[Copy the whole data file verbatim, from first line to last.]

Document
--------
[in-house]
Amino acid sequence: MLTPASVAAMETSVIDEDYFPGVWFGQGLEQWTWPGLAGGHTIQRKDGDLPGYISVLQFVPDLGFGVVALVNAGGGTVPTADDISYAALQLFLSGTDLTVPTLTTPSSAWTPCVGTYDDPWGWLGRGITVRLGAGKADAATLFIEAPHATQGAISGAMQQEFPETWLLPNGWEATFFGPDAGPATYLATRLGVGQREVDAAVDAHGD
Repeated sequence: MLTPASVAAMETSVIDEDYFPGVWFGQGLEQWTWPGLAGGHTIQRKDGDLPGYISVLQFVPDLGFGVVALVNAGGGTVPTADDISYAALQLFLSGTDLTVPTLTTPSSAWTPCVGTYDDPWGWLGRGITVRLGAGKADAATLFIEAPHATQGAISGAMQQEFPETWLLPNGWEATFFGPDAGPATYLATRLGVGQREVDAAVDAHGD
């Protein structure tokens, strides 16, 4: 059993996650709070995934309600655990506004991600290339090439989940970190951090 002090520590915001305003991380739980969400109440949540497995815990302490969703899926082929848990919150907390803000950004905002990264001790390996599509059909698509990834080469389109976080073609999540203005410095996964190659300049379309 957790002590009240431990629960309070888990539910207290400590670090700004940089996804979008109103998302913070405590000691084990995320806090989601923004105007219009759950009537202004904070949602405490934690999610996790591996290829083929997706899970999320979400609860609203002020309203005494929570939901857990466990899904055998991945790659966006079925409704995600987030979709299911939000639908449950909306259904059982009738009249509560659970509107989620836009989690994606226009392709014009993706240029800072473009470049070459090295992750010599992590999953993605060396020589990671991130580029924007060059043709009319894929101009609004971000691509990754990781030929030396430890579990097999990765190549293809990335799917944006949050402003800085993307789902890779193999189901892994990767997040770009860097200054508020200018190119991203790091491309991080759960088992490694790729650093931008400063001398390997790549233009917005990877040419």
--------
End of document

[in-house]
Amino acid sequence: MLTPASVAAMETSVIDEDYFPGVWFGQGLEQWTWPGLAGGHTIQRKDGDLPGYISVLQFVPDLGFGVVALVNAGGGTVPTADDISYAALQLFLSGTDLTVPTLTTPSSAWTPCVGTYDDPWGWLGRGITVRLGAGKADAATLFIEAPHATQGAISGAMQQEFPETWLLPNGWEATFFGPDAGPATYLATRLGVGQREVDAAVDAHGD
Repeated sequence: MLTPASVAAMETSVIDEDYFPGVWFGQGLEQWTWPGLAGGHTIQRKDGDLPGYISVLQFVPDLGFGVVALVNAGGGTVPTADDISYAALQLFLSGTDLTVPTLTTPSSAWTPCVGTYDDPWGWLGRGITVRLGAGKADAATLFIEAPHATQGAISGAMQQEFPETWLLPNGWEATFFGPDAGPATYLATRLGVGQREVDAAVDAHGD
């Protein structure tokens, strides 16, 4: 059993996650709070995934309600655990506004991600290339090439989940970190951090 002090520590915001305003991380739980969400109440949540497995815990302490969703899926082929848990919150907390803000950004905002990264001790390996599509059909698509990834080469389109976080073609999540203005410095996964190659300049379309 957790002590009240431990629960309070888990539910207290400590670090700004940089996804979008109103998302913070405590000691084990995320806090989601923004105007219009759950009537202004904070949602405490934690999610996790591996290829083929997706899970999320979400609860609203002020309203005494929570939901857990466990899904055998991945790659966006079925409704995600987030979709299911939000639908449950909306259904059982009738009249509560659970509107989620836009989690994606226009392709014009993706240029800072473009470049070459090295992750010599992590999953993605060396020589990671991130580029924007060059043709009319894929101009609004971000691509990754990781030929030396430890579990097999990765190549293809990335799917944006949050402003800085993307789902890779193999189901892994990767997040770009860097200054508020200018190119991203790091491309991080759960088992490694790729650093931008400063001398390997790549233009917005990877040419």